Ugh, I remember thinking. I wanted my life to account for more than that. It wasn't until months later that I started making some real changes in my life, changes that I know made me much better able to balance my life and devote time and effort to more than my job.

Right now, times are tough and some of us are beginning to panic. But I think it's a golden opportunity to really think about what is important in your life, and weed out the things that don't really matter.

You are the one who must define what success is to you. One thing I know for sure: You are more than a job title, you are worth more than a number on a paycheck and you are more than an award to hang on your wall. Is the destination you have in mind worth the road you must travel? Only you can answer that.

So, how do you define success?



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Thursday, May 1, 2008

Survival of the Fittest in the Workplace

My oldest son is preparing to take final exams, and so I decided it was time to share with him my secret tip for writing a great essay on any test: Darwin.

Yep, that's it. Darwin, the "survival of the fittest" guy.

"It doesn't matter what subject," I told him. "Always mention Darwin and his theory and you'll score well."

He was a bit skeptical, and my other son wanted to know exactly how Darwin fit into subjects like math. "When you're older, I'll tell you," I said, sagely.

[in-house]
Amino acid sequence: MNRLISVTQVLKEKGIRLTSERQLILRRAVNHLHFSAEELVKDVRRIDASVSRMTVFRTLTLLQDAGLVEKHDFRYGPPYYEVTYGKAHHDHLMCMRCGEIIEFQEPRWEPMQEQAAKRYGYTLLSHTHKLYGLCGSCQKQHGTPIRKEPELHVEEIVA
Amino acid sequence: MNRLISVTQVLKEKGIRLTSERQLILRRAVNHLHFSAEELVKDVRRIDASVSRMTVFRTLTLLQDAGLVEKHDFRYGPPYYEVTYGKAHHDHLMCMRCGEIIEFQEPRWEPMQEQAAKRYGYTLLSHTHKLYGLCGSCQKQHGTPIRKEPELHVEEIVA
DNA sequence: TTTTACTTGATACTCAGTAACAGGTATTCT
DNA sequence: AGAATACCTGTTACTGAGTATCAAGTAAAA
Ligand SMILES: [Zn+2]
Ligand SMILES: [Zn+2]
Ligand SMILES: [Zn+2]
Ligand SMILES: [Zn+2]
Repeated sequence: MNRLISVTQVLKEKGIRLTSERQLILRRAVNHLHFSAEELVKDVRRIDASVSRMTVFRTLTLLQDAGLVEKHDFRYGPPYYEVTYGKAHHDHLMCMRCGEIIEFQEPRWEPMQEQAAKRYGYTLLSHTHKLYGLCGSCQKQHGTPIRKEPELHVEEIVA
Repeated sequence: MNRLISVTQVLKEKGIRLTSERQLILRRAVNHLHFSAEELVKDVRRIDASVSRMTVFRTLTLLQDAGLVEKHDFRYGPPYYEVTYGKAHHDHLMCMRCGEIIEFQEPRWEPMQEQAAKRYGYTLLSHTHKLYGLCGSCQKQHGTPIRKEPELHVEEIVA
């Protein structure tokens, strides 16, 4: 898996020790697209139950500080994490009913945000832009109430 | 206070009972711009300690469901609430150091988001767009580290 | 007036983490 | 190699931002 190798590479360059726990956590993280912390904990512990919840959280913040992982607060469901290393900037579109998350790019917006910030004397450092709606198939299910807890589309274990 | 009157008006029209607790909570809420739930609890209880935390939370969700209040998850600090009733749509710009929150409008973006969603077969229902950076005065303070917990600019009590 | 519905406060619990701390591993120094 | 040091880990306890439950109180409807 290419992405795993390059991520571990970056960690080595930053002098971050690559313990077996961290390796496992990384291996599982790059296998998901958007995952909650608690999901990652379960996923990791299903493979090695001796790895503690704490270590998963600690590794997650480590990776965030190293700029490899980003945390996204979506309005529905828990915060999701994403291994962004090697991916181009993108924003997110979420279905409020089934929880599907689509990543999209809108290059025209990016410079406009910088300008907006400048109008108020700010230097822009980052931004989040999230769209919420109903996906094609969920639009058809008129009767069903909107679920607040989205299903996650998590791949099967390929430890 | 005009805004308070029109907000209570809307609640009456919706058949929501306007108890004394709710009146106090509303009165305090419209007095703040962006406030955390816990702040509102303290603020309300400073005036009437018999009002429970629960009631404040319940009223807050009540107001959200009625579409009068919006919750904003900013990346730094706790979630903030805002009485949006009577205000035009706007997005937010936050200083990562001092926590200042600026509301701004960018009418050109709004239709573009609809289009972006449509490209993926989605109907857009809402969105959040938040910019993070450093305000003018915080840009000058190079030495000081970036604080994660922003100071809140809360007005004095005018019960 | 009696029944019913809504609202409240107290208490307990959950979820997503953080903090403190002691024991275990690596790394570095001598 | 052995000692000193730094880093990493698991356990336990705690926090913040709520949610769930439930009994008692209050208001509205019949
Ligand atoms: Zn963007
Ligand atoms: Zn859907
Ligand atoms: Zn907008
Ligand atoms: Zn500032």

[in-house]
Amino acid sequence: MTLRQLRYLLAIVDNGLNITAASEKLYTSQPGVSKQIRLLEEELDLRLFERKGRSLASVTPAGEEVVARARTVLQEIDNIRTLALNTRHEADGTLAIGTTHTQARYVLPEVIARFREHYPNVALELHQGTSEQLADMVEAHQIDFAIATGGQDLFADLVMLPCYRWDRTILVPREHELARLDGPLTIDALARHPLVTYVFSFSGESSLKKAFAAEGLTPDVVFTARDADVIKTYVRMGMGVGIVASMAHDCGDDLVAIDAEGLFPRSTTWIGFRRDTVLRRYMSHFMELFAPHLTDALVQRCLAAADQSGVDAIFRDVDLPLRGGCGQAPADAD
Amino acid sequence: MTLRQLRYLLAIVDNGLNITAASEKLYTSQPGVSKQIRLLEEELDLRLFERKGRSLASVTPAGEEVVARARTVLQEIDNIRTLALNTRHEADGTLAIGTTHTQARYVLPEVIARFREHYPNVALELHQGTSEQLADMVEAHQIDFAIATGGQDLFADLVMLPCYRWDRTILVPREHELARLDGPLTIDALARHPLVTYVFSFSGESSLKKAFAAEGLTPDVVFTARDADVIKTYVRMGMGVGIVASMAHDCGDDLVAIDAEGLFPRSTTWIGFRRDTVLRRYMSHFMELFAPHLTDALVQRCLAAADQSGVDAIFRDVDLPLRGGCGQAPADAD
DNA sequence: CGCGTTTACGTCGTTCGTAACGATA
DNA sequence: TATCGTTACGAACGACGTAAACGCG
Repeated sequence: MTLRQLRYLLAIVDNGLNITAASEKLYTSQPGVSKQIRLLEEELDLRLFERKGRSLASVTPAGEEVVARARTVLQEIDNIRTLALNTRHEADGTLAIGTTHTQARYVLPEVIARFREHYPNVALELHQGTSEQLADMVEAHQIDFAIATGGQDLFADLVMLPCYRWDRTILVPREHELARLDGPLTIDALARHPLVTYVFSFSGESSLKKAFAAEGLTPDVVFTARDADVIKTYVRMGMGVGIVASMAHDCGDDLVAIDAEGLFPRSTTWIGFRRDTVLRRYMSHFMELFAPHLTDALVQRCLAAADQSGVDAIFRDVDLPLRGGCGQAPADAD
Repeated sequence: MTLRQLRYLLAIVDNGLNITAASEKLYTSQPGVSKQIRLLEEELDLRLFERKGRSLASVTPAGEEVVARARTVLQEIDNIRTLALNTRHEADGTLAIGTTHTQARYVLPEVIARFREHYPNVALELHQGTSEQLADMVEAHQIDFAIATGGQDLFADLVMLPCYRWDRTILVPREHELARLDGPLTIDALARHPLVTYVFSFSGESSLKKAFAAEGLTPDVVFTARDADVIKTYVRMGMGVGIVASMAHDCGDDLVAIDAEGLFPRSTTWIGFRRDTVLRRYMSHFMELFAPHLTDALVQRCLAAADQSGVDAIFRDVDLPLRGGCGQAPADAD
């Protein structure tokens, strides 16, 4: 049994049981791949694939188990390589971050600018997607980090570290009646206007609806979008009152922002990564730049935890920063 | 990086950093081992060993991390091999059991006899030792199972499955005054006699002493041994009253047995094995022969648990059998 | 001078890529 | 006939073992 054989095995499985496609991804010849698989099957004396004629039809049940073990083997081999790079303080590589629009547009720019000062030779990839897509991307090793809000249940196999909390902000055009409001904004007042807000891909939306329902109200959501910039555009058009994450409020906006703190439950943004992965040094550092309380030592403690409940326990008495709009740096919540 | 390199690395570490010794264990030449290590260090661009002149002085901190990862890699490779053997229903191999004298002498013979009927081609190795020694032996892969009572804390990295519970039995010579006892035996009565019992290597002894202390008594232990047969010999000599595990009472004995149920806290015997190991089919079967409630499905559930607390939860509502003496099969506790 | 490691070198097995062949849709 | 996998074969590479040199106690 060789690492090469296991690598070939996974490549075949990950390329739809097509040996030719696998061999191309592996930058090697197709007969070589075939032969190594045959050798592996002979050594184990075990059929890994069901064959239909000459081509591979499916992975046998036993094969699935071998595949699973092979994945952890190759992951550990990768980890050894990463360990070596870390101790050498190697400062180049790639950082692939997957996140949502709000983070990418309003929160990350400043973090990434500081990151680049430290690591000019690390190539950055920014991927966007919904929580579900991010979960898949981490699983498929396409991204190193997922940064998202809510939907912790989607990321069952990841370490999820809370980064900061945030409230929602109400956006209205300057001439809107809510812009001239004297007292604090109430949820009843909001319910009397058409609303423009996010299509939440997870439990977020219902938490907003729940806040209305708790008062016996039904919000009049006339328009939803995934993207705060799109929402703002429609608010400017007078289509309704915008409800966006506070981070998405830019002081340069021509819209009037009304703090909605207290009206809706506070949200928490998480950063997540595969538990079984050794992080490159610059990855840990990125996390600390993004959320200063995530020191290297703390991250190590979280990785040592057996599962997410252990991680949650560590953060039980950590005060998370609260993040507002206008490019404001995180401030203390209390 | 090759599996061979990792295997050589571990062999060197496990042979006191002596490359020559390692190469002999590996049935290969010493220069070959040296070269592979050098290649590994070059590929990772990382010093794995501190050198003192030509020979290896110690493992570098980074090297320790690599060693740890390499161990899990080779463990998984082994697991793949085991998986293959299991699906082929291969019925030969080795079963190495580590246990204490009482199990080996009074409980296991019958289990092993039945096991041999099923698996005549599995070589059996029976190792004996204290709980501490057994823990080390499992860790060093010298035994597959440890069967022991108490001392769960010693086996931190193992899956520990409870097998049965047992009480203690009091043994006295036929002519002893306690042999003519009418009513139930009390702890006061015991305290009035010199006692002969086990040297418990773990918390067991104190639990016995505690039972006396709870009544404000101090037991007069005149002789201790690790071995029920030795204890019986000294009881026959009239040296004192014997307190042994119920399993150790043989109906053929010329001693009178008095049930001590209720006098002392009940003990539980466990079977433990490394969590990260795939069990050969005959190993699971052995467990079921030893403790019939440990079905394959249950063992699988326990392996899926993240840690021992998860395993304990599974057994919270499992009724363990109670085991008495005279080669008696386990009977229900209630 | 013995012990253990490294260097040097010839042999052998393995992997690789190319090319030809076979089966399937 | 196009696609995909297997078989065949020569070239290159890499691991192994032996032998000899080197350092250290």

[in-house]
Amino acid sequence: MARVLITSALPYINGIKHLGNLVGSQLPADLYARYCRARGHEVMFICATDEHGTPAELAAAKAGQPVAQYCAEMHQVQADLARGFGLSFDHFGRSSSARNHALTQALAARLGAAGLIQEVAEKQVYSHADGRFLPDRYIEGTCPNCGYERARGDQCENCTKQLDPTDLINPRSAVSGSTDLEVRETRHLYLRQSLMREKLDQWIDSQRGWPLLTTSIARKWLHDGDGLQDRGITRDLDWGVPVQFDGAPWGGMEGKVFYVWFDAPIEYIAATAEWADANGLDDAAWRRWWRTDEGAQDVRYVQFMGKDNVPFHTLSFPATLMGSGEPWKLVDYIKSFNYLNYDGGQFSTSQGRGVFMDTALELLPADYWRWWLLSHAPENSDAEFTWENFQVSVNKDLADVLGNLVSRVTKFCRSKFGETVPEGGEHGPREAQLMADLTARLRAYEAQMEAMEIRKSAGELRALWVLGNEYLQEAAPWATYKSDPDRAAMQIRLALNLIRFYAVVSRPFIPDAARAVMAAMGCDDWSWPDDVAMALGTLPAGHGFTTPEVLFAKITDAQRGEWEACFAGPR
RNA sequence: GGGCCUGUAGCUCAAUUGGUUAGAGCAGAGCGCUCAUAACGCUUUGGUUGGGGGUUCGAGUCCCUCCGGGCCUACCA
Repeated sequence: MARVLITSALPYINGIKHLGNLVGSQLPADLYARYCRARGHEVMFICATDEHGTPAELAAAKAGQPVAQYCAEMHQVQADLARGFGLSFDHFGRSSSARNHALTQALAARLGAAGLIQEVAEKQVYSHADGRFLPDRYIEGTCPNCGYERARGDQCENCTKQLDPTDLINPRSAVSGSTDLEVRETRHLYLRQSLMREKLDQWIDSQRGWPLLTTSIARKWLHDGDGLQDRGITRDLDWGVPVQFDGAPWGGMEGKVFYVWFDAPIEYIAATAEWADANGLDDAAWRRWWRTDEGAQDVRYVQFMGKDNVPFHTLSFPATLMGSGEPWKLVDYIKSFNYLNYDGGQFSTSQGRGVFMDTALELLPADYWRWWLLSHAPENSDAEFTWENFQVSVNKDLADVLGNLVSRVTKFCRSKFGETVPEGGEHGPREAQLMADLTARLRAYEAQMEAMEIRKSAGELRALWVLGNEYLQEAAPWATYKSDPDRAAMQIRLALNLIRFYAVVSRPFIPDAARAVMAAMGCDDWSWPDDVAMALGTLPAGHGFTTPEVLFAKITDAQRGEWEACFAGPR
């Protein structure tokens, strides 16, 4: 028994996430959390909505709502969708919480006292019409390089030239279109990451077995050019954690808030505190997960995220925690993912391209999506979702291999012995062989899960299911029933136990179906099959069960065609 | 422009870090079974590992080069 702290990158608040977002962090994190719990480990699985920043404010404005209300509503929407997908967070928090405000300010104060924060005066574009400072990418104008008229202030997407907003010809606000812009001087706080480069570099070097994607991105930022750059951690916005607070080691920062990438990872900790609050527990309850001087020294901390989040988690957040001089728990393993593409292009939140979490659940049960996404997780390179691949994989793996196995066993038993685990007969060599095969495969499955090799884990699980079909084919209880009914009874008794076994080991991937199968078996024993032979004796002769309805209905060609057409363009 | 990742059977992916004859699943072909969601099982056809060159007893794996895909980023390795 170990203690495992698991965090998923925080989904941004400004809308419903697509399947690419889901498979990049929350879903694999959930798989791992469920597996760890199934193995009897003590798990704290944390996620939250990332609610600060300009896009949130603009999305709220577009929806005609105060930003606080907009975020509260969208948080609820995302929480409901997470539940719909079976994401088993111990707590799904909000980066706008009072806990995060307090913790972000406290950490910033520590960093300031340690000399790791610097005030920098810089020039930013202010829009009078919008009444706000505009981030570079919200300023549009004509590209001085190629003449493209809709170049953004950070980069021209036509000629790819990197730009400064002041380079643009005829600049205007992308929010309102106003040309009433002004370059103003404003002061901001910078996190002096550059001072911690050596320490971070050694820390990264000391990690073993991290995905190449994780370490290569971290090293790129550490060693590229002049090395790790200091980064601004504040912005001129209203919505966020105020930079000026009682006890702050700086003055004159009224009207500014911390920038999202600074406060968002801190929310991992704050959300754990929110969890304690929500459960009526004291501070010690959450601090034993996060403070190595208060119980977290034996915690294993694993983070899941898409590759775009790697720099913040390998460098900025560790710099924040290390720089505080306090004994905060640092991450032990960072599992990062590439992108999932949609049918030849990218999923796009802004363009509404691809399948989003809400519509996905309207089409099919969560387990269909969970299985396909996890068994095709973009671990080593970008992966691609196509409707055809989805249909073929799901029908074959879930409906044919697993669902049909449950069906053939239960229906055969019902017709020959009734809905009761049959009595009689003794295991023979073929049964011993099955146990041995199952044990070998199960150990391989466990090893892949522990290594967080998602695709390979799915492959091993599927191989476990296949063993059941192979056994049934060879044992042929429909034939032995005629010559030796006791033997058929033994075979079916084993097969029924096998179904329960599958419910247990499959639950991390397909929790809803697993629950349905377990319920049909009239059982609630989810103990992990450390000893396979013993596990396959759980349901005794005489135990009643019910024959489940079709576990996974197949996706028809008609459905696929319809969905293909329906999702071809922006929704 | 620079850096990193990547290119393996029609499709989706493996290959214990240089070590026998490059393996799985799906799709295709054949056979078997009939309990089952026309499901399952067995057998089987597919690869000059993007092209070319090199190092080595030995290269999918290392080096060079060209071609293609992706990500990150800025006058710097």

The whole discussion about survival of the fittest got me to thinking about ways that people can survive on the job these days. Things are tough, and it's those people who use all their bag of tricks that may be the the last ones standing. Sure, you should take on tough projects, make sure you're giving great customer service, be organized and efficient, blah, blah, blah.

But let's look at some not-quite-standard ways to impress the boss:

1. Have her over for dinner. Let the boss see you as a human being, not just Joe in accounting. Invite the boss's spouse or significant other. Don't serve anything fancy or she'll think she's paying you too much. Sit at the kitchen table and serve her good, standard food. Be interesting, be polite and don't talk about work too much. This is a chance to make a more personal connection with her.

2. Volunteer at the boss's favorite charity. This gives you a chance to rub elbows with her in a positive setting, and again establish a friendlier relationship -- or at least one where she likes you a bit better. So what if you don't like picking up trash along the highway on a Saturday morning? She cares about the environment, so get on that bright orange vest and start tramping the road right beside her.

3. Become interested in her hobby. If she likes NASCAR, then talk about Carl Edwards' last race. Or, drop off a golf magazine in her mailbox with a note, "Check out the story on page xx...unbelievable!" Maybe she's a big animal lover, so talk about how much you love your dog or how you ride horses.

4. Stand in her shoes. Most bosses are under a great deal of pressure these days and anyone who provides an understanding ear will be appreciated. Don't forget that bosses need a pat on the back, so offer sincere, supportive comments. "It must have been difficult dealing with that customer. You handled it well," you can say. Try to remain upbeat and optimistic, and the boss will gravitate toward your energy.

Maybe you're already taking on tough projects or making sure you're going the extra mile in customer service in order to impress the boss. But the point is that in these tough times, when gas prices are headed through the roof and a bag of potato chips costs $4, you're going to have to pull out all the stops in order to survive. Now, go make Darwin proud.